To link to this article, copy this persistent link:
(Aug 03, 2012) The Electoral Registration and Administration Bill 2012, sponsored by the United Kingdom's Deputy Prime Minister Nick Clegg, is one of the coalition government's latest bills from their 2010 Program for Government. (The Electoral Registration and Administration Bill 2012, HL Bill 33; HM Government, The Coalition: Our Programme for Government, 2010.) It aims to modernize the way in which people in the United Kingdom can register to vote, to improve the efficiency of polling centers, and to reduce electoral fraud. The bill had its second reading in the House of Lords on July 24, 2012 and will go on to the committee stage of the House of Lords in late October of this year.
The Bill proposes various changes to the electoral system. Under its provisions, people would have to register to vote individually, as opposed to the current system contained in the Representation of the People Act 1983 (The Representation of the People Act 1983, c.2, §10; The Electoral Commission, House of Commons Second Reading), in which several people can be registered at once within a household. Those requiring postal votes or wishing to vote by proxy must register with the new system in order to avail themselves of this service. A new online registration system will also be introduced. There will be penalties imposed on those who fail to register by the given deadlines, as well as a requirement for all people to register to vote within a two-year period. The timetable for parliamentary elections will be extended, in order to give more time for postal votes to be registered.
These changes are intended to improve the way elections are run, increase voter participation, and further improve the integrity of the electoral system. Despite the hopes of the coalition, the bill has been criticized for having the potential to reduce voter turnout. The Labour Party, the main opposition at present in Parliament, has also been critical of the plans, suggesting the reforms are designed to push minorities from the electoral register. (Queen's Speech: Biggest Change to Voter Registration, BBC NEWS (May 09, 2012).)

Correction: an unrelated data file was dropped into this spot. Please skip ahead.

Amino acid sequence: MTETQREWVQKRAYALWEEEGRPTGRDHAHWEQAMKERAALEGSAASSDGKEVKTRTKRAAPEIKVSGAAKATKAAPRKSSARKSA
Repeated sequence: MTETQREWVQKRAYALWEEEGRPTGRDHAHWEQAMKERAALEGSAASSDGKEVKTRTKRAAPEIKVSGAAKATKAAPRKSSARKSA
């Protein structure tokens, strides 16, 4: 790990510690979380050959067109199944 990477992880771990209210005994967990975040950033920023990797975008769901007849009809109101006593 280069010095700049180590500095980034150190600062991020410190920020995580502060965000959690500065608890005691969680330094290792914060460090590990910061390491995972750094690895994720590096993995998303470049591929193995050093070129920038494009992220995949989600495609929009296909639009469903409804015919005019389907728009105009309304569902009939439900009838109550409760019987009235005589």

Prepared by Kirsty McClay, Law Library Intern, under the supervision of Clare Feikert-Ahalt, Senior Foreign Law Specialist.
|Author:||Clare Feikert-Ahalt More by this author|
|Topic:||Elections and politics More on this topic|
|Jurisdiction:||United Kingdom More about this jurisdiction|
Search Legal News
Find legal news by topic, country, keyword, date, or author.
Global Legal Monitor RSS
Get the Global Legal Monitor delivered to your inbox. Sign up for RSS service.
The Global Legal Monitor is an online publication from the Law Library of Congress covering legal news and developments worldwide. It is updated frequently and draws on information from the Global Legal Information Network, official national legal publications, and reliable press sources. You can find previous news by searching the GLM.
Last updated: 08/03/2012